Once you have been running for a while you may be ready for a bleep test.
    If you have never heard of this, welcome to hell. :) You cannot win. It will hurt. When you stop you will curse your weakness. Then you'll do it again to try and do better :D.

    A bleep test is a series of shuttle runs on a 20m course run against a "bleep." You must reach the end of each 20m lap before the next bleep. The bleeps get closer together as the test progresses, so you run faster as you get more tired. There are 21 levels covering about 5k in distance but very few have ever completed the test. No. No you wont. Uh uh. :D

    You can download a bleep test app for android phones, I presume there is one for Fisher Price phones too. ;p

  7. OSu Simon,

    The simplest things bear repeating over and over... it is always useful.
    I'd like to add that before you jump into a routine, know what you are training for. :)

  8. Simon

    Simon Administrator Admin Supporter MAP 2017 Koyo Award

    Further to Mitch's advise in regard to the beep test, here are some links.

    App Store - Ipod & Iphone

    This one is a good app, which costs just 69 pence.
    I like this app because it has not just the standard 20 metre test, but the UK police entry test of 15 metres, which I can just about do inside the training hall.


    I also use boxing timers. These are good not just for in the gym, but working out at home.
    You can set the preparation length, round length, warning length (time until end of round) and rest length.
    This is good not just for bag work, but shadow boxing or skipping.

    This particular app is £1.49.


    Ultra trainer is very good as it has sections for sprawl drill, tabata, warm ups, stretching and more. Worth the £1.99.


    Android Apps

    I have just loaded this beep test.Simple and free.


    This one does the 20 metre and 15 metre beep tests and again is free.


    For round timers I have this app. Nice and simple and free.


    This app does HIIT. So tabata, cycling, running and sprinting are covered. The app is free.


    As an instructor I find these timers very helpful. I can keep an eye on my students and not the clock, it is all taken care of.
    In the summer I take the cones out to the park and we can do the beep test.

    When training at home I find the timers help me set a much more structured routine.
    Even if just shadow boxing you can set the timer for say 6 rounds of 2 minutes. Set a warning to go off at 90 seconds and you can add 30 seconds of intensity at the end of each round.
  9. belltoller

    belltoller OffTopic MonstreOrdinaire Supporter

    There oughta be someway of flagging some of the posts ( like this one ) as 'must-reads'. I almost missed this one.
  10. Simon

    Simon Administrator Admin Supporter MAP 2017 Koyo Award

    The thread is a sticky, so will appear at the top of the forum list. You can also rate the thread, just above the report thread icon is a rate thread option.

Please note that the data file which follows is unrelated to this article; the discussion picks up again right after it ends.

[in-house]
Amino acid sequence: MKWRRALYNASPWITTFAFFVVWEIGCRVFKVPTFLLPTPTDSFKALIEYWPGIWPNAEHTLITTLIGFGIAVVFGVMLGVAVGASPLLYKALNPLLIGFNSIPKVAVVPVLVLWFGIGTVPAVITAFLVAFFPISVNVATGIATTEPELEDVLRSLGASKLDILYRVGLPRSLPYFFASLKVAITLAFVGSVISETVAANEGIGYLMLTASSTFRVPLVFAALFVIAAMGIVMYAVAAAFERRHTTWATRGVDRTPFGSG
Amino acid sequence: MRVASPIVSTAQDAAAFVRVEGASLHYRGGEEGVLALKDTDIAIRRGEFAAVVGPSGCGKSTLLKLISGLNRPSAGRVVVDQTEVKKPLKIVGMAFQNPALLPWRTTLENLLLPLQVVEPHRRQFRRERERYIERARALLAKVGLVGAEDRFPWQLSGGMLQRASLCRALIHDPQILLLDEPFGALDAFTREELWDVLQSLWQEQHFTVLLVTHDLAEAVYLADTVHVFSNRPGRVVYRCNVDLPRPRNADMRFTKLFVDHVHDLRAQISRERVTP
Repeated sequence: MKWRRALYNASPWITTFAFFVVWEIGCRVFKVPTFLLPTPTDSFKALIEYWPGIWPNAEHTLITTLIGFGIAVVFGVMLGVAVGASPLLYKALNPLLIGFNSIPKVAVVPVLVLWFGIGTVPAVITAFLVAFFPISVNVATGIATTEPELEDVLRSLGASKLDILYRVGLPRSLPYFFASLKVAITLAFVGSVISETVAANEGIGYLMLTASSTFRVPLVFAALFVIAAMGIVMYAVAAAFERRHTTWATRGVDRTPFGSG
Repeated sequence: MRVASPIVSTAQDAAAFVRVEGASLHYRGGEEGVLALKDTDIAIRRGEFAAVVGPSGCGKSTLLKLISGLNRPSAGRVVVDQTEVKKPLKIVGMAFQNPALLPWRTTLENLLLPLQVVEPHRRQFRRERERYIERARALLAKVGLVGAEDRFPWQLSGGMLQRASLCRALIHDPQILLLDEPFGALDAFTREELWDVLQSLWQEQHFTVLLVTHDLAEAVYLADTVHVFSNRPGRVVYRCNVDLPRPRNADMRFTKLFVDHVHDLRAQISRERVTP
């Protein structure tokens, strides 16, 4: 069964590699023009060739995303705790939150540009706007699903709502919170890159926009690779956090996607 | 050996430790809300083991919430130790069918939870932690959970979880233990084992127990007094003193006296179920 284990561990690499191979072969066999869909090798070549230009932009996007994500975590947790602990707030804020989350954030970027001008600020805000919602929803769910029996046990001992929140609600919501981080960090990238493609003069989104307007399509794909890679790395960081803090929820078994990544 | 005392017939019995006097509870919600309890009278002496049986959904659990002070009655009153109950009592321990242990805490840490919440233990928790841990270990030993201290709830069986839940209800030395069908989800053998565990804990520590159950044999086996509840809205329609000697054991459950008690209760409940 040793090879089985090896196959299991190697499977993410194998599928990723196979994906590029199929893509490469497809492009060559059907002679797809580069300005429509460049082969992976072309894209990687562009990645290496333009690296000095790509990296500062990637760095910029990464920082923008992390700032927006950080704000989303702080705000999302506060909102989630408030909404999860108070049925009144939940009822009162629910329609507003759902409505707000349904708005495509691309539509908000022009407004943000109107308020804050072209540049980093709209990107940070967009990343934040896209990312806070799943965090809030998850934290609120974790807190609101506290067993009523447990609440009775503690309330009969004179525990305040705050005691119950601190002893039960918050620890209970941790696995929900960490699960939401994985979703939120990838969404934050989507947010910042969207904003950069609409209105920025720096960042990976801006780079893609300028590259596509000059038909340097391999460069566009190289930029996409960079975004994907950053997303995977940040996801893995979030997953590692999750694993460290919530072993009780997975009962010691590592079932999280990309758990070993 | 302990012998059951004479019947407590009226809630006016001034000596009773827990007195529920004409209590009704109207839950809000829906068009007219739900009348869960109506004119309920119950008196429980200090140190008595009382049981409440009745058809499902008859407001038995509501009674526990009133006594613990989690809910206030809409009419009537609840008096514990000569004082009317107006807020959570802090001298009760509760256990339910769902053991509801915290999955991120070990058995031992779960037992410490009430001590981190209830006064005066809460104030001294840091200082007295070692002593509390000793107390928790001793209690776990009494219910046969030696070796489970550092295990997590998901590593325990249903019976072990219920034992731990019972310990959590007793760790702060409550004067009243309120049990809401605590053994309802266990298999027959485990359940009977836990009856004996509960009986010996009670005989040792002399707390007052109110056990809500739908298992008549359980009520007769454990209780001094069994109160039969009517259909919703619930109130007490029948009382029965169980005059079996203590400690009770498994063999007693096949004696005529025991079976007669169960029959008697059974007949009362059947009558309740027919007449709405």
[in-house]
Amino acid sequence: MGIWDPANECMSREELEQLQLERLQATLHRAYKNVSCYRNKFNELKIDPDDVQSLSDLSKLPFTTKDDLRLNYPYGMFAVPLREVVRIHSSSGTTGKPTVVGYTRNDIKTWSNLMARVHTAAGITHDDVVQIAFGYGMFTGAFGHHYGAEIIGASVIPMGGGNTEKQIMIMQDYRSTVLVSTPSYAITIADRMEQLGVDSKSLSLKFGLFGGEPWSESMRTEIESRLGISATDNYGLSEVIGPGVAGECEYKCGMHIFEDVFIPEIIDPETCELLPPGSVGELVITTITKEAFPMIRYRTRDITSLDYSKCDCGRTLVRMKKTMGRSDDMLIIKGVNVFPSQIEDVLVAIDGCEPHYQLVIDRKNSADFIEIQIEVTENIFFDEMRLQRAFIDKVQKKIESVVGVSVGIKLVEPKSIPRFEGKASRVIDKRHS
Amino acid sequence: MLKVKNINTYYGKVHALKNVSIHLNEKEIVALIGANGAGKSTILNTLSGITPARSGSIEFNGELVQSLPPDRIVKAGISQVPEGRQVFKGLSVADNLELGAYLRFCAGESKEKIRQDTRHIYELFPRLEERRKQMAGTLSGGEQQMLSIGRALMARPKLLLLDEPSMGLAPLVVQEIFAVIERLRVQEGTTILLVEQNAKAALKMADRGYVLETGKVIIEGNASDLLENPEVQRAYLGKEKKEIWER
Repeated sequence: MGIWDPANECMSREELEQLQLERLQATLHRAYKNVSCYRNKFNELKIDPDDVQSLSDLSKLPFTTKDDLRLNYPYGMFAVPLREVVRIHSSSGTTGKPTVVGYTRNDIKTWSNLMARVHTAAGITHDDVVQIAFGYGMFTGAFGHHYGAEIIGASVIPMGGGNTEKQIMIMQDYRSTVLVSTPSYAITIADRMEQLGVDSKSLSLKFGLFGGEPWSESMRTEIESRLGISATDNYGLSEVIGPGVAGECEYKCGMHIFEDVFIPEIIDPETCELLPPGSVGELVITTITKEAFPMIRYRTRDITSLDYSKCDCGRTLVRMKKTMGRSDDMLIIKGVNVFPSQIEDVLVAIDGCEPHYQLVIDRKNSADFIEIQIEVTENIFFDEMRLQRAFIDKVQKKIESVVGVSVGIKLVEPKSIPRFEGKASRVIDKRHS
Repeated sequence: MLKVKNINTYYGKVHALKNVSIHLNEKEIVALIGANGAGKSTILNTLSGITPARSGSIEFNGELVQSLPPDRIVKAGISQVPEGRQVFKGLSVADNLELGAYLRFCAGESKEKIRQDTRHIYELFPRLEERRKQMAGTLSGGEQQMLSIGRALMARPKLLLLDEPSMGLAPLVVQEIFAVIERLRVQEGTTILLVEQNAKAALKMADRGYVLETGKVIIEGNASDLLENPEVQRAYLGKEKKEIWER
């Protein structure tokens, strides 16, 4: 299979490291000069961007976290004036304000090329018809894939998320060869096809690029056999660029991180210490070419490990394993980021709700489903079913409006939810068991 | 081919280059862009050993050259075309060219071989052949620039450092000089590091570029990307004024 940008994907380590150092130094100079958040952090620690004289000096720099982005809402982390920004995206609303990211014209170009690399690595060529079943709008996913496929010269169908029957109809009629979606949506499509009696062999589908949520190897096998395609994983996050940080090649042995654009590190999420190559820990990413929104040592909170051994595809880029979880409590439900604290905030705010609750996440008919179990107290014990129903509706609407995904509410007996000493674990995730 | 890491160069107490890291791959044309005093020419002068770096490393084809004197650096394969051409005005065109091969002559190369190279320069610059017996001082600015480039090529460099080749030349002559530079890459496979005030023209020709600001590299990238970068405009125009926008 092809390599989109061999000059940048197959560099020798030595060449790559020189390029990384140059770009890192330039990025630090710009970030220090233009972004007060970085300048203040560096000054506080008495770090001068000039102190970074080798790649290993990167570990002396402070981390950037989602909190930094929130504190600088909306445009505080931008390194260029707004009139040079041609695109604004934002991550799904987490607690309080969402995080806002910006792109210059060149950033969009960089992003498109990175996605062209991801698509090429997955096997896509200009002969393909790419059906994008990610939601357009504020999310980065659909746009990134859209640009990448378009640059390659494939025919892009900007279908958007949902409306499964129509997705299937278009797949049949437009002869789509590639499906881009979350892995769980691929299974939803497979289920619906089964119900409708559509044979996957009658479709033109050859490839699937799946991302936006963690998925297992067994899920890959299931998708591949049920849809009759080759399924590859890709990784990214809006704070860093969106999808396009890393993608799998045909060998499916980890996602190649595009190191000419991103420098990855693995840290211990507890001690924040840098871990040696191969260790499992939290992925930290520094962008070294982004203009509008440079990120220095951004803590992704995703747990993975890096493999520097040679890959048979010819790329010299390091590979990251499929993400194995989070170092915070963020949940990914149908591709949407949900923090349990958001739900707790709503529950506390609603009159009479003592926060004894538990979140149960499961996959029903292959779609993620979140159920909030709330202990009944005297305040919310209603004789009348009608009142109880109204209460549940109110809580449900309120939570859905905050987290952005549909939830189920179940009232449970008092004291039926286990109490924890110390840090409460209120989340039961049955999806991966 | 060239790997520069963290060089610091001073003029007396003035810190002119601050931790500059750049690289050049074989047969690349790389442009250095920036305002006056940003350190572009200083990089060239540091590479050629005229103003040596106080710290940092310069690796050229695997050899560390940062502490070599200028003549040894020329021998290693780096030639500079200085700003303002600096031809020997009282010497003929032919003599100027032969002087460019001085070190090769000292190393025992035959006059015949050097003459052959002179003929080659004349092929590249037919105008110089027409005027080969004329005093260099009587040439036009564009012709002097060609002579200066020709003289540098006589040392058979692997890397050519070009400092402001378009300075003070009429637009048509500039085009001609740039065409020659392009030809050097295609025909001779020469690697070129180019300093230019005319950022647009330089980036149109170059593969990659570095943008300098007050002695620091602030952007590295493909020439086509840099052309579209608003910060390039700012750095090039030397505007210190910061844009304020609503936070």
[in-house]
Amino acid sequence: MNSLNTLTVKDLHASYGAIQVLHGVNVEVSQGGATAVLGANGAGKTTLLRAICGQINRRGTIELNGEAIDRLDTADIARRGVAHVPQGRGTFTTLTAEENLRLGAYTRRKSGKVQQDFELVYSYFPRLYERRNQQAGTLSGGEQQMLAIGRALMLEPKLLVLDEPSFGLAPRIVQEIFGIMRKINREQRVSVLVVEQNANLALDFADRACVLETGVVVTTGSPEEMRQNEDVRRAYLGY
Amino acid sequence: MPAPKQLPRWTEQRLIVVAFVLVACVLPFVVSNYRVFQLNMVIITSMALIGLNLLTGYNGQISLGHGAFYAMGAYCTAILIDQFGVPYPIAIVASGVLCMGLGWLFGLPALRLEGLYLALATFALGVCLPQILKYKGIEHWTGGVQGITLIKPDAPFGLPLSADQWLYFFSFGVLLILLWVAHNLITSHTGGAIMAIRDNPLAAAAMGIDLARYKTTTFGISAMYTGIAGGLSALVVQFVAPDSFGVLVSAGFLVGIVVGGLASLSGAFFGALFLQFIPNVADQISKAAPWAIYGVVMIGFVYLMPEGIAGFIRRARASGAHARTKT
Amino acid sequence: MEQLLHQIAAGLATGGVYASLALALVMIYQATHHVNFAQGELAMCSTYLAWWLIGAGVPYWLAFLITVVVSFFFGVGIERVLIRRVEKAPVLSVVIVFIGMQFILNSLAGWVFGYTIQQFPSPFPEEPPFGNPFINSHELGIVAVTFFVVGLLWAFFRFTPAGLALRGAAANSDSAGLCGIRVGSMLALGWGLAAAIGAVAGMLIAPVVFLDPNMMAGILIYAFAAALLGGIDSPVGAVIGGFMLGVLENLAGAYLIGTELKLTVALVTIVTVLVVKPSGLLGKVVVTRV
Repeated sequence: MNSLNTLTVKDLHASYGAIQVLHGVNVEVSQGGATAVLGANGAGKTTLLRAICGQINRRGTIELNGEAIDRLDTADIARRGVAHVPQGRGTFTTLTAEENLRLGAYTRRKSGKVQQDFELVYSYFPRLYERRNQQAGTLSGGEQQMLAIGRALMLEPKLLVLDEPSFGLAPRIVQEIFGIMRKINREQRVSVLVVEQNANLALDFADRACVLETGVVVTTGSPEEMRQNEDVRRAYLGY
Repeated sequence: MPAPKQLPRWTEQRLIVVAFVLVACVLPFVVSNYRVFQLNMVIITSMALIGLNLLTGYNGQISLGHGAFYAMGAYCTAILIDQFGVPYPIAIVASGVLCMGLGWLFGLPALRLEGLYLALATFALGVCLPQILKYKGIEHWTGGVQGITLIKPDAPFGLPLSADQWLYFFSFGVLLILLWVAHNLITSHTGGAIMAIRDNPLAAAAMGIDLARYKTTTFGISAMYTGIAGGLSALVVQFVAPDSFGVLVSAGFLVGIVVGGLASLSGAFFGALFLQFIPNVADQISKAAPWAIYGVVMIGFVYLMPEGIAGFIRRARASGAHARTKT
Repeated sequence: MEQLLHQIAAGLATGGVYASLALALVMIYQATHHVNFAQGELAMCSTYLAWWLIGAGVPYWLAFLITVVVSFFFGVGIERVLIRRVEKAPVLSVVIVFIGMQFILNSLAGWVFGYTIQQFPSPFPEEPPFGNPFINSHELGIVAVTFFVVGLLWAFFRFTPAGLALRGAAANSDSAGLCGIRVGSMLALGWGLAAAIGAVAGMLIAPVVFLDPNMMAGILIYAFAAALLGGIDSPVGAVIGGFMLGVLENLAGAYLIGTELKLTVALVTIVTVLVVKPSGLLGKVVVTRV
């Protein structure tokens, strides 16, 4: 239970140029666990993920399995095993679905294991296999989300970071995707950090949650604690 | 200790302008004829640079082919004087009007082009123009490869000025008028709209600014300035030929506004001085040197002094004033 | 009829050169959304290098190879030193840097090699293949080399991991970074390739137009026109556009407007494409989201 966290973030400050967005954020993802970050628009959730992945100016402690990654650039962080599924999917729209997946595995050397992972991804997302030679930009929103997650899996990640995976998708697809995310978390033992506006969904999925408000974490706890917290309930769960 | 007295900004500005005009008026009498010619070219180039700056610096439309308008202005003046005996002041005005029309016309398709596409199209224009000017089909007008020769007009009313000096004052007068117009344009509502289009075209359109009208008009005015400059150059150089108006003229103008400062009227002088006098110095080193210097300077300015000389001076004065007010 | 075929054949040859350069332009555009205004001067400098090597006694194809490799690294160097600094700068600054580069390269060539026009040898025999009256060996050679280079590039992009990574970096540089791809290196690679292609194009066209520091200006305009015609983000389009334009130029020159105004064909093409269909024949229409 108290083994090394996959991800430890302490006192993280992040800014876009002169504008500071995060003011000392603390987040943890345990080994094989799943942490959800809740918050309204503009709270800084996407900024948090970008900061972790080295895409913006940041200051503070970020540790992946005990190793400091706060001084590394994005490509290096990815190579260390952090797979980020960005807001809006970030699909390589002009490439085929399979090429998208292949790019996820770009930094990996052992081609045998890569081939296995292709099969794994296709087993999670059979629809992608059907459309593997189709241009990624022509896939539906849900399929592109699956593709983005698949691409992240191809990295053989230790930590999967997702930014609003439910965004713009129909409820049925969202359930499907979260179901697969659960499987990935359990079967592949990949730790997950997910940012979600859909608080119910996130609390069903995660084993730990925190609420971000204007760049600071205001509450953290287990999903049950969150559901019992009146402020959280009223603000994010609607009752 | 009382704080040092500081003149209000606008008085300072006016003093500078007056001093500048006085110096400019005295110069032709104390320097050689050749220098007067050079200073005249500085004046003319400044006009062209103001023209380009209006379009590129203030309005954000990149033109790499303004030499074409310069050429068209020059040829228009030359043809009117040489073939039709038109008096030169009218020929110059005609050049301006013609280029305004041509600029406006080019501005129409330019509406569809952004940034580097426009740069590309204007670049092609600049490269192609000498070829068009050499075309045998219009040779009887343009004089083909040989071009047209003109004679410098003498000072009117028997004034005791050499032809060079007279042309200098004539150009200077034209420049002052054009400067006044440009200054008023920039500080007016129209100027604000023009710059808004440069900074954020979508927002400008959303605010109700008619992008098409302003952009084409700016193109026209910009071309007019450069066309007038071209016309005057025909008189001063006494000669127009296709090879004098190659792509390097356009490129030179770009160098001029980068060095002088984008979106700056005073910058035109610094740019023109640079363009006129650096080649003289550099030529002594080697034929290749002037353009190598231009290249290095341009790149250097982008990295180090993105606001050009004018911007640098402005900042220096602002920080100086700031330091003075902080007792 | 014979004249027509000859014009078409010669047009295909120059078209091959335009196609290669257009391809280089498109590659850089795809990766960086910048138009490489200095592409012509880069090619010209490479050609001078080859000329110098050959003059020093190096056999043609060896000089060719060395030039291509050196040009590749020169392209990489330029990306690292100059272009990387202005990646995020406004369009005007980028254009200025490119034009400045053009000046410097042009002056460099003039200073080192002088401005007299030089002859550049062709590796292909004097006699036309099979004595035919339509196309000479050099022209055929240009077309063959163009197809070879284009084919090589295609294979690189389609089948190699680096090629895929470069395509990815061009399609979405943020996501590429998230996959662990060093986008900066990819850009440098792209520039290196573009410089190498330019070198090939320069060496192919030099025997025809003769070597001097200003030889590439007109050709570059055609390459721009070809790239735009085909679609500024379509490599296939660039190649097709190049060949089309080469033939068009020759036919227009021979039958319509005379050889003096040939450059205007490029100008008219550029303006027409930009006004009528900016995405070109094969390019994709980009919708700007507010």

11. jasonjason

    jasonjason New Member

    Simon, between one minute intervals, how long should beginner skippers rest? How would this rest interval change after we become more fit from skipping?

  12. Simon

    Simon Administrator Admin Supporter MAP 2017 Koyo Award

    It really does depend on each individual, but in class I would do 30 second rest periods.

    I would be trying to build up to 2 or maybe 3 minutes before each rest period, but I do 2 minutes in class.

    As you get fitter I would increase the skipping intensity, rather than change the rest period, so for example in a 2 minute round you may have three 10 second bursts of real speed, or do 10 seconds of double unders.

    If you are training for competition then you also want to replicate how a round may go, so the bursts of speed then back to normal pace are what you should be looking at.

    Hope that helps a little.

    I really must get round to shooting a skipping video.

  13. belltoller

    belltoller OffTopic MonstreOrdinaire Supporter

    Hope that you do, Simon. Including any tidbits that you have on weighted-handle ropes, pros and cons of cable vs synthetic fibre, adding more advanced jumping (like double-unders) into the routine would make a crackin video.
  14. Simon

    Simon Administrator Admin Supporter MAP 2017 Koyo Award

    I'm no expert, but I will one day get around to it.
  15. matveimediaarts

    matveimediaarts Underappreciated genius

    A truly excellent thread. The only thing I would add for those new to skipping rope is the importance of a good ground surface. I once did it in a dirt lot (wearing my very thin and light skeletoes shoes too) for lack of a better place at the time, and came down on a rock I didn't see. That smarts! :/
  16. belltoller

    belltoller OffTopic MonstreOrdinaire Supporter

    The importance of clear airspace free of chandeliers, mounting hooks and the like, as well. And for those long-legged, jon jonesey types with the extra long ropes, stay at the front of the mats instead of the rear during the skipping portion of MT class.

    There is but one path outta the place - which is south of the mats and the stragglers finishing boxing late have had enough fibre in their diet already.
  17. ellacooper

    ellacooper Banned Banned

    Taking rest is the opposite of work and is whatever is needed to reboot the body so that we can do more practice with good efficiency.
  18. Simon

    Simon Administrator Admin Supporter MAP 2017 Koyo Award

    Here's a nice video explaining how you can increase your cardio, VO2 Max, explosive power, sprints and long runs.

    [ame="http://www.youtube.com/watch?v=CtWUzD0wZoI"]Running Program for Boxing - YouTube[/ame]

    It's worth subscribing to this you tube channel. His skipping video is very good.

    [ame="http://www.youtube.com/watch?v=vKxnhxI3q6Y"]Beginner Skipping Rope Tutorial for Boxing - YouTube[/ame]

    If you can't skip then take a look at this skipping tutorial thread.
    Arun Kumar Saha likes this.